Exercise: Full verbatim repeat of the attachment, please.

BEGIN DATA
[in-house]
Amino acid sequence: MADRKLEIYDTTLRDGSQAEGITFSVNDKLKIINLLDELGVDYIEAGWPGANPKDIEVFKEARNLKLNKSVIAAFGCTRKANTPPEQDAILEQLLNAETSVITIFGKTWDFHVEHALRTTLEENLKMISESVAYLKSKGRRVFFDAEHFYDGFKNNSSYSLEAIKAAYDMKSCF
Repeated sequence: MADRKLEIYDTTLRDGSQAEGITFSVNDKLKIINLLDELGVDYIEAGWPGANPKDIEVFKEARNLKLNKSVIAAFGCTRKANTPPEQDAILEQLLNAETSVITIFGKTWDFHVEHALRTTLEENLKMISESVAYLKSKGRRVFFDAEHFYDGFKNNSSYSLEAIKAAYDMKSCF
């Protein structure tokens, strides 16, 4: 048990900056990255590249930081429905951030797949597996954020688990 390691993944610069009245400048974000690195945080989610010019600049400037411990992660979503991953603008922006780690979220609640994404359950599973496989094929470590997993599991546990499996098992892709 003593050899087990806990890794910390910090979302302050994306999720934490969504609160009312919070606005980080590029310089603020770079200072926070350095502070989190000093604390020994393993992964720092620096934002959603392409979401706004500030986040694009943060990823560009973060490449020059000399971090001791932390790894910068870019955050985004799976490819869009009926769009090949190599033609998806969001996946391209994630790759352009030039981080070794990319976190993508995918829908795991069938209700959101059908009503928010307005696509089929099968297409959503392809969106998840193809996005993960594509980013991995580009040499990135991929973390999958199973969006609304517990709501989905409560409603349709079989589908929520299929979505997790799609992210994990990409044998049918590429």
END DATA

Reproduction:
[in-house]
Amino acid sequence: MADRKLEIYDTTLRDGSQAEGITFSVNDKLKIINLLDELGVDYIEAGWPGANPKDIEVFKEARNLKLNKSVIAAFGCTRKANTPPEQDAILEQLLNAETSVITIFGKTWDFHVEHALRTTLEENLKMISESVAYLKSKGRRVFFDAEHFYDGFKNNSSYSLEAIKAAYDMKSCF
Repeated sequence: MADRKLEIYDTTLRDGSQAEGITFSVNDKLKIINLLDELGVDYIEAGWPGANPKDIEVFKEARNLKLNKSVIAAFGCTRKANTPPEQDAILEQLLNAETSVITIFGKTWDFHVEHALRTTLEENLKMISESVAYLKSKGRRVFFDAEHFYDGFKNNSSYSLEAIKAAYDMKSCF
């Protein structure tokens, strides 16, 4: 048990900056990255590249930081429905951030797949597996954020688990 390691993944610069009245400048974000690195945080989610010019600049400037411990992660979503991953603008922006780690979220609640994404359950599973496989094929470590997993599991546990499996098992892709 003593050899087990806990890794910390910090979302302050994306999720934490969504609160009312919070606005980080590029310089603020770079200072926070350095502070989190000093604390020994393993992964720092620096934002959603392409979401706004500030986040694009943060990823560009973060490449020059000399971090001791932390790894910068870019955050985004799976490819869009009926769009090949190599033609998806969001996946391209994630790759352009030039981080070794990319976190993508995918829908795991069938209700959101059908009503928010307005696509089929099968297409959503392809969106998840193809996005993960594509980013991995580009040499990135991929973390999958199973969006609304517990709501989905409560409603349709079989589908929520299929979505997790799609992210994990990409044998049918590429």